Daily BulletinDaily Bulletin

The Conversation

  • Written by The Conversation
imagePerformance review. Froome approaches the Champs Elysees.sean_hickin, CC BY-NC

Assuming no last minute collapses in form or bone-breaking crashes, Chris Froome will ride along Champs-Élysées on Sunday as the winner of the 2015 Tour de France and the only British man in history to win the race twice. This was achieved in a Tour characterised by high speed crashes, the throwing of urine and abuse at Froome, reports of a data hack into his Sky team’s files to cast doubt on the legitimacy of his success, and a spectre of doping that refuses to leave the mountains.

Then of course, there is the small matter of 3,400km of bike racing against highly motivated rivals. Victory in this most brutal test of human endurance is within reach, but what explains why Froome chose to push his body so hard in pursuit of success?

Is he just that rare breed of cyclist who can excel on the flat, in the mountains, and in team and individual time trials? Or, is there something else more elusive that shapes a champion? The narratives that elite athletes construct and detail in their autobiographies are becoming an established source of data for scholars who seek access to the underlying identities of elite athletes to understand a champion mindset. Froome’s autobiography The Climb gives us useful look at how he has constructed his narrative.

imageGoal oriented. Paris.Luke Ma, CC BY


Froome depicts his passage from being a skinny kijana (youngster) racing his mentor in the Ngong Hills in Kenya to triumph in the 2013 Tour de France. His story comprises a number of intertwined narratives of which the most dominant is a performance narrative. The term, coined by Kitrina Douglas and David Carless, involves a single-minded dedication to sport, and the prioritization of winning above all else that might impact on the athlete’s mental well-being, identity, and self-worth. In addition to being dominant in Froome’s memoir it can be seen as the prevailing narrative in other autobiographies, such as that of Olympic champion Michael Phelps.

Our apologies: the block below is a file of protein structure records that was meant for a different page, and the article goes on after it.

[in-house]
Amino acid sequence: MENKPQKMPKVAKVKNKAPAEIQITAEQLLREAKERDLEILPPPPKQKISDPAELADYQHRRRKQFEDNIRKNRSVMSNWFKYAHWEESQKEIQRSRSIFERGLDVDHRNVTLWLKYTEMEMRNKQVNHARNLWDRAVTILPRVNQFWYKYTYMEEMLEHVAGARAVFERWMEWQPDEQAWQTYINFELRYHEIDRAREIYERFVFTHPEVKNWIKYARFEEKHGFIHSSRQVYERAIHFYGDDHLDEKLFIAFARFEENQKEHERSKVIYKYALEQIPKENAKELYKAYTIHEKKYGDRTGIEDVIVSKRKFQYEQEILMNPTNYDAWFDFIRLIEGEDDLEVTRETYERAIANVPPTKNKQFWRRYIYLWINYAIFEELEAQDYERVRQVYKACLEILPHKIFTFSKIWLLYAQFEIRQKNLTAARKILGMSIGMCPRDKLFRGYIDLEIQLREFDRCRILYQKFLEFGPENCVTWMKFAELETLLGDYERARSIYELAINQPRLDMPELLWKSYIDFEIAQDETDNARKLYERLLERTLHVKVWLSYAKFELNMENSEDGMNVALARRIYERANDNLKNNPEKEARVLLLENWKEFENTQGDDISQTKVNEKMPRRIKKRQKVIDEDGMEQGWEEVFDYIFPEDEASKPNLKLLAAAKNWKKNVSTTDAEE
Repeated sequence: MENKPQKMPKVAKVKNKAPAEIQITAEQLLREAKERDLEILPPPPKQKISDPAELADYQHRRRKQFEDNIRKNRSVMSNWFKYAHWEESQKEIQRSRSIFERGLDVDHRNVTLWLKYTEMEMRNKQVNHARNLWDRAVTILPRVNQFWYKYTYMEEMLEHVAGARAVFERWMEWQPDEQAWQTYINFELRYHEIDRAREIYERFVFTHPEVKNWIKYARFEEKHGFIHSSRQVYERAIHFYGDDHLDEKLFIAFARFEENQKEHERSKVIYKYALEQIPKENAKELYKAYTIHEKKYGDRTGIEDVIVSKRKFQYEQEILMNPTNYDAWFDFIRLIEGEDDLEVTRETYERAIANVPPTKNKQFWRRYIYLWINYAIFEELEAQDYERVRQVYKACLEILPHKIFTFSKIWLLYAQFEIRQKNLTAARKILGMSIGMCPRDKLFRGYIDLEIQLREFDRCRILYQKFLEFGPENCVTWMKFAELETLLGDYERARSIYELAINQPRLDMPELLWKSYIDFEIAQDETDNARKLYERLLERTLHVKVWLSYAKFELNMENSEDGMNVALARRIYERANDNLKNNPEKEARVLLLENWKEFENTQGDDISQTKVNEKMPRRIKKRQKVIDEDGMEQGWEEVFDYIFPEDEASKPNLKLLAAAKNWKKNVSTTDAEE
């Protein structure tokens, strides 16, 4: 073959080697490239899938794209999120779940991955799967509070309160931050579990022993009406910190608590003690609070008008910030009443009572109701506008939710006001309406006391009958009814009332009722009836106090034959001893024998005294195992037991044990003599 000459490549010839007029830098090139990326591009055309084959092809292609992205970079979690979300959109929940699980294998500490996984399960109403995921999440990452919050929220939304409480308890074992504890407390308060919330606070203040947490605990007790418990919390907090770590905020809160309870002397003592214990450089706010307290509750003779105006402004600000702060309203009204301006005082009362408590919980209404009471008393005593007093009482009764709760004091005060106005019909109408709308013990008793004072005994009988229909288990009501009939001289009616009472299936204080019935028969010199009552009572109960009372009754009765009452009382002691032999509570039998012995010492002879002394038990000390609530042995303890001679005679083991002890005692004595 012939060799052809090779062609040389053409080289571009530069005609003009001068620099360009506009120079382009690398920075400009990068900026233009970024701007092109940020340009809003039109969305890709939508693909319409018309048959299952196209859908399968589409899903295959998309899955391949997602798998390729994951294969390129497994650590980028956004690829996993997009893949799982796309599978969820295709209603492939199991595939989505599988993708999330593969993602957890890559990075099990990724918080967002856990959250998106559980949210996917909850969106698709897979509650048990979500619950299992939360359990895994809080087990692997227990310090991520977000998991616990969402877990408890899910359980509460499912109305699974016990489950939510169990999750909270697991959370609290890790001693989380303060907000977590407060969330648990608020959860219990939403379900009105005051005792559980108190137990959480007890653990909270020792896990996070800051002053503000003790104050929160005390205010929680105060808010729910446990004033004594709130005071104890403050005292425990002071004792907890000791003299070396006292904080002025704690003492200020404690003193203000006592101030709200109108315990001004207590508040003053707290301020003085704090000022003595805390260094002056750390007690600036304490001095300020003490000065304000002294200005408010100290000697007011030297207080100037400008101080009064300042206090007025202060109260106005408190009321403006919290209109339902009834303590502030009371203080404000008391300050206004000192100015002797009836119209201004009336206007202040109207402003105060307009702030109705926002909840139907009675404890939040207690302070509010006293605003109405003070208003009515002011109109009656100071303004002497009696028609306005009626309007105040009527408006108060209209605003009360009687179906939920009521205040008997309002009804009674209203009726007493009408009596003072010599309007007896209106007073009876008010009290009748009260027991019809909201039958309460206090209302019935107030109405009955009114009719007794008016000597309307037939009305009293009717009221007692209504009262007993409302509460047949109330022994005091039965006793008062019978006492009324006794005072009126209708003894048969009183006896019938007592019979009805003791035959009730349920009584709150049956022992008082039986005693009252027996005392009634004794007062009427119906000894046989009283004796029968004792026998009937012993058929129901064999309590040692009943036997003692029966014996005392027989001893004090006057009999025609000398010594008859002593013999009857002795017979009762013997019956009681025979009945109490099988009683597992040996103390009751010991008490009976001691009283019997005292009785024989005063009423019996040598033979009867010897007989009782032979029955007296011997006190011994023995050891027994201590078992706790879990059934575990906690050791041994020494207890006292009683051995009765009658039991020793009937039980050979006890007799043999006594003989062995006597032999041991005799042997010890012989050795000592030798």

Froome’s performance narrative is framed by accounts of suffering. In fact, his repetitive use of the word reminds the reader that suffering, particularly on his bike, is what characterises his life. His Kenyan birthplace is known for its world class runners but has had little success in cycling. What it also has is mountains, and it is in these mountains that Froome developed his highly focused resilience. As onlookers we have seen his single-minded motivation, against the odds, towards becoming a multiple Tour winner. His resilience is evident in the face of pretty much relentless doping insinuations in the French press and particularly through social media, as well as in his response to urine being thrown at him, and in the searing conditions of the Tour.

It is in the mountains though where we get to see Froome’s solace in suffering. And perhaps it has been no better demonstrated this year than in the mountain finish at La Pierre-Saint-Martin when Froome attacked to gain more than a minute on all of his main rivals.

Official coverage highlights from Stage 10 of the 2015 Tour

Quest questions

We all experience adversity, and champions are no different, but perhaps it is their response to the distress and disappointment that provides the transformational processes that motivate them beyond mere coping. This is apparent in many sporting autobiographies such as in the memoirs of Olympic swimming champions, Amanda Beard and Ian Thorpe, where adversity and the positive outcomes, framed as “adversarial growth”, are central.